Technology Transfer Process: FAQ

You have a novel idea, invention or technology that you think has societal benefit and is marketable. 

The first step in safeguarding intellectual property resulting from UD related work is to file an invention disclosure. Filing a disclosure protects the rights, prior to publishing or presenting, and allows you to continue your research with additional developments.

The Invention Disclosure Form begins the process of bringing your innovation to life. In the meantime, the information below can help you understand the technology transfer process and how it facilities commercialization of your innovation.


Bringing Your Innovation to Life

Read about the different phases and actions related to the commercialization process.

closeup of laboratory work

Members include representatives of the OEIP Technology Transfer Associates and the DE Small Business Development Center, who partner with University Innovators to provide mentorship throughout the commercialization experience.

The Commercialization Committee supports the innvovator(s) from the point of disclosure and continues through an iterative process of feedback and support. The committee will assist in assessing and developing a commercialization strategy and potentially pursue, at no cost to the innovator, patent(s), license agreements with established companies and/or start-ups.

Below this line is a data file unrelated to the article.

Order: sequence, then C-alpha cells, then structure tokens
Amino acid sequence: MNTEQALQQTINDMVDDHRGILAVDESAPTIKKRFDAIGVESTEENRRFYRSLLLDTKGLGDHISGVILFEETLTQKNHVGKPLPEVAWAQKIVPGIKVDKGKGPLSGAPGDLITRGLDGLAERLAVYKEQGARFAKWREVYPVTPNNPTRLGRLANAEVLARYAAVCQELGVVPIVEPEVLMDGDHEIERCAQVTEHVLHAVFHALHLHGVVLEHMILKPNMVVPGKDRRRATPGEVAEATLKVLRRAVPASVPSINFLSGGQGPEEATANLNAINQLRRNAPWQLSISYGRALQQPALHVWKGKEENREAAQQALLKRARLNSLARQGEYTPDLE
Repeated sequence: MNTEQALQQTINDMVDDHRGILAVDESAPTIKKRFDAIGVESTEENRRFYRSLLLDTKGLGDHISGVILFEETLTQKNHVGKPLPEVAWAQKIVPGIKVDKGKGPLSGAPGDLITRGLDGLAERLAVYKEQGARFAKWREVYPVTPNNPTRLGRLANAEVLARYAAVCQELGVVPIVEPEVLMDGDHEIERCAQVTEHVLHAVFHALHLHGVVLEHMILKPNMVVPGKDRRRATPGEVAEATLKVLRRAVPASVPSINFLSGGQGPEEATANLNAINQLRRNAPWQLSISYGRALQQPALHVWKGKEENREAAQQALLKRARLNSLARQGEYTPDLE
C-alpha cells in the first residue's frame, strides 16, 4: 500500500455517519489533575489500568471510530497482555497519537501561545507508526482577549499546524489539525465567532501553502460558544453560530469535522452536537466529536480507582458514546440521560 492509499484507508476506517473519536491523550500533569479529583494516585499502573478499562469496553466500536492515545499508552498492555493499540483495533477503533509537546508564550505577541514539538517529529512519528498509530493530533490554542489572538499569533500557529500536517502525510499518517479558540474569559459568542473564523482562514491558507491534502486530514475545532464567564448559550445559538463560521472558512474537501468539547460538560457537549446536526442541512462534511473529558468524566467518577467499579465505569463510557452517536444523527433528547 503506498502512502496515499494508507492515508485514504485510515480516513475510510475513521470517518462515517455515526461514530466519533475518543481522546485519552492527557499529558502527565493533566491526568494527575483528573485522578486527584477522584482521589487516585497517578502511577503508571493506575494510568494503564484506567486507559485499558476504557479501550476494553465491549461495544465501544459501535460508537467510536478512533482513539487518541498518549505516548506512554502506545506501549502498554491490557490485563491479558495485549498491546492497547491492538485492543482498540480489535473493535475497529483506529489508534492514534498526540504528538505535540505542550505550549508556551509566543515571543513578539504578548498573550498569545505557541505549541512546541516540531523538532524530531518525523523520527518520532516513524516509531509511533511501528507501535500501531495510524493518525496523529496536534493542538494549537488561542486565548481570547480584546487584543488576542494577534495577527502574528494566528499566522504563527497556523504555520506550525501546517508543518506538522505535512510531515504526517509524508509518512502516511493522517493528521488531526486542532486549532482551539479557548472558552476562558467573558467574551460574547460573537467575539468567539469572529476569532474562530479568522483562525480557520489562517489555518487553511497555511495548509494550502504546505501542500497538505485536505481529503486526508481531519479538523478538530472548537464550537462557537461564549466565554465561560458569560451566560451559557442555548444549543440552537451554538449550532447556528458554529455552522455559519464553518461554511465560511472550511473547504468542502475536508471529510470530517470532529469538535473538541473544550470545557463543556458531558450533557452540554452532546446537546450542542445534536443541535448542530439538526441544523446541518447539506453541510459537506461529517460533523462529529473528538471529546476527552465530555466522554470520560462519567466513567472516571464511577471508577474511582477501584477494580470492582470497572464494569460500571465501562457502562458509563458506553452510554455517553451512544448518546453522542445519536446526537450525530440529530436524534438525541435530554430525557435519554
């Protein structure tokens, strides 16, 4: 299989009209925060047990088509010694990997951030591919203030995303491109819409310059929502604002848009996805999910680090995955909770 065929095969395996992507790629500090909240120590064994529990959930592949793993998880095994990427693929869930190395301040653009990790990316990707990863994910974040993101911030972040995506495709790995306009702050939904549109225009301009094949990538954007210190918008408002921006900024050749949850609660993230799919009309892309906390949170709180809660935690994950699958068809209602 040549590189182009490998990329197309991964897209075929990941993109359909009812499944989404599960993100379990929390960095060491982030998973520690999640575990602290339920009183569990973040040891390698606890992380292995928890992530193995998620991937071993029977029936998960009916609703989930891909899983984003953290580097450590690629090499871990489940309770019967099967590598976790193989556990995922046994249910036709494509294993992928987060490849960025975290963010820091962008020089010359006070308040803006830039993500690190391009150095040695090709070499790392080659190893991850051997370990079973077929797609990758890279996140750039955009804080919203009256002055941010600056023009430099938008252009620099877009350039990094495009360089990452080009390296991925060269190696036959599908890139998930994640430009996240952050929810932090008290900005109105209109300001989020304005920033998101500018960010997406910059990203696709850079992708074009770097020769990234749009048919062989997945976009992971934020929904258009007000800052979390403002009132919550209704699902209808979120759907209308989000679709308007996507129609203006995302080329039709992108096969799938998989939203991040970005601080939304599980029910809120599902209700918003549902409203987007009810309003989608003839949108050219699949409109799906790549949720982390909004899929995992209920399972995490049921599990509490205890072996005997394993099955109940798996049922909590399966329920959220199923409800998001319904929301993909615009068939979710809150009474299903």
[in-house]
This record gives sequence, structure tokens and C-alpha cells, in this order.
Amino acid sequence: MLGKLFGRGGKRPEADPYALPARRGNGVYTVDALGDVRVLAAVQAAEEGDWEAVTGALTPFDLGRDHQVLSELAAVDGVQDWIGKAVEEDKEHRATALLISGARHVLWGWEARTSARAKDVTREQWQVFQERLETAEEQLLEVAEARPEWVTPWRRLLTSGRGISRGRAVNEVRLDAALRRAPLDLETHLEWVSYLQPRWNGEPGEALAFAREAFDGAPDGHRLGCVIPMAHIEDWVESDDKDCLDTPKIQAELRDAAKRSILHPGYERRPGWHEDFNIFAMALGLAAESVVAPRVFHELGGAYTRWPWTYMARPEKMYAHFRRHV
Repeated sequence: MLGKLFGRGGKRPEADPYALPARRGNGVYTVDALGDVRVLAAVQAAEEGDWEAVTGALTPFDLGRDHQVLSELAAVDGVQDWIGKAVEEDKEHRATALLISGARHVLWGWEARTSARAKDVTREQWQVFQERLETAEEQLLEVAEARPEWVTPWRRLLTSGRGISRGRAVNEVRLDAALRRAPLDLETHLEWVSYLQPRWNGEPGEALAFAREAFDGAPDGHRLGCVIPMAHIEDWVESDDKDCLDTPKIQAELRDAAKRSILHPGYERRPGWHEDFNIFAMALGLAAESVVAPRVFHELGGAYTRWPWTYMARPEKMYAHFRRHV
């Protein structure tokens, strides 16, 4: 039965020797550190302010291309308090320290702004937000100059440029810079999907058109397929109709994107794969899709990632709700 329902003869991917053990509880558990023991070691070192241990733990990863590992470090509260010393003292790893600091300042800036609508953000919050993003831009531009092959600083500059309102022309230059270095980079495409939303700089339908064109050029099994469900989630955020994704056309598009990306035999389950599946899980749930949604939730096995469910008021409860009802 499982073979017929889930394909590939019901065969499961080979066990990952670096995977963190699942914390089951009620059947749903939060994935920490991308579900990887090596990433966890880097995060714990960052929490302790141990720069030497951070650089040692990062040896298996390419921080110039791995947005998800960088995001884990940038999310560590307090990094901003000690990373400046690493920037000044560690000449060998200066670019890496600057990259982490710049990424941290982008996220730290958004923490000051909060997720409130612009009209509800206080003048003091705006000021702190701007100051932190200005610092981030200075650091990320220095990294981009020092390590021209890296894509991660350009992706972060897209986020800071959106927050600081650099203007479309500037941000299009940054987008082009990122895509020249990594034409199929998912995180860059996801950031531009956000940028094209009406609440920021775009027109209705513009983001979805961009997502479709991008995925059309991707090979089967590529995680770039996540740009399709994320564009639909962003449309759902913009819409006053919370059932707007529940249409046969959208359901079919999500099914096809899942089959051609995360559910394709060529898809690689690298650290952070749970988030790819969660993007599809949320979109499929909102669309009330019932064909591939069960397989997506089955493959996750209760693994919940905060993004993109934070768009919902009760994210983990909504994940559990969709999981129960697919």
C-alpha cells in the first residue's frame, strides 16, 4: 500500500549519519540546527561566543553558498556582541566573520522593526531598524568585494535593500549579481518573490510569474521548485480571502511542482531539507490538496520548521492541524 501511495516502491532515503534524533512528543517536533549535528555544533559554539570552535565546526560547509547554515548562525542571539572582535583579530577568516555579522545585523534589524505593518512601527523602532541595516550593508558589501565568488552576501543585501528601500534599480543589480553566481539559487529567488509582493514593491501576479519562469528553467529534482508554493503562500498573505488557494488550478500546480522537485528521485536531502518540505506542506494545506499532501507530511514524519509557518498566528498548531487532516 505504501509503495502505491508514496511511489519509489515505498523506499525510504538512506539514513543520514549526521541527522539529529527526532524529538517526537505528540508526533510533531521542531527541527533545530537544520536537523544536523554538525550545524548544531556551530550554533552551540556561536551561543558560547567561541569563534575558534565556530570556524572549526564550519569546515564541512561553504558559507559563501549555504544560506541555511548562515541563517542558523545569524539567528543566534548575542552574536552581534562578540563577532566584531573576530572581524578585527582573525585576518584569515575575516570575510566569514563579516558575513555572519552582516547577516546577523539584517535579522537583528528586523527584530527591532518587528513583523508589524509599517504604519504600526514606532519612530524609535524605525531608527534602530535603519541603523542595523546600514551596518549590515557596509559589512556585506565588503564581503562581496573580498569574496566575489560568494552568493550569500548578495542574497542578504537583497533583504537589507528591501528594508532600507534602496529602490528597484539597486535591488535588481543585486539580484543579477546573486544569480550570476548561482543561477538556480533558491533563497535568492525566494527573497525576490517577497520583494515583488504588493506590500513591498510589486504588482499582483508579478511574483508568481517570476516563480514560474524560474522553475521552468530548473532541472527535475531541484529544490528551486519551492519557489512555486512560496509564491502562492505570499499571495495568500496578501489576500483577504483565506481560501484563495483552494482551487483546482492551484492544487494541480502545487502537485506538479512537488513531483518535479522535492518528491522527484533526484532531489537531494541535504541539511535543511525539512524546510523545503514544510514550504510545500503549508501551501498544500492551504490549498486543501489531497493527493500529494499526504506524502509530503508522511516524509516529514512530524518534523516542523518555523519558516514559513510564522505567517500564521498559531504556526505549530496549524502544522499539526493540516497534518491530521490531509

curating a unique path forward


A novel idea is developed or a laboratory discovery is made that solves a problem and shows a potential societal benefit.


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2. Complete INVENTION DISCLOSURE FORM including all signatures.

3. Technology Transfer Office receives documents from innovators through UD's internal webforms.



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4. UD tracking number is assigned and acknowledgements are sent via email. 

5. Inventors are invited to attend the first available weekly COMMERCIALIZATION COMMITTEE to discuss the invention with committee members. 

6. COMMERCIALIZATION COMMITTEE reviews invention in light of its (1) legal protectability (usually patentability), (2) commercial viability, and (3) stage of development. 

7. COMMERCIALIZATION COMMITTEE makes a decision to pursue or abandon the case and communicates their decision to the inventors in the days following the meeting.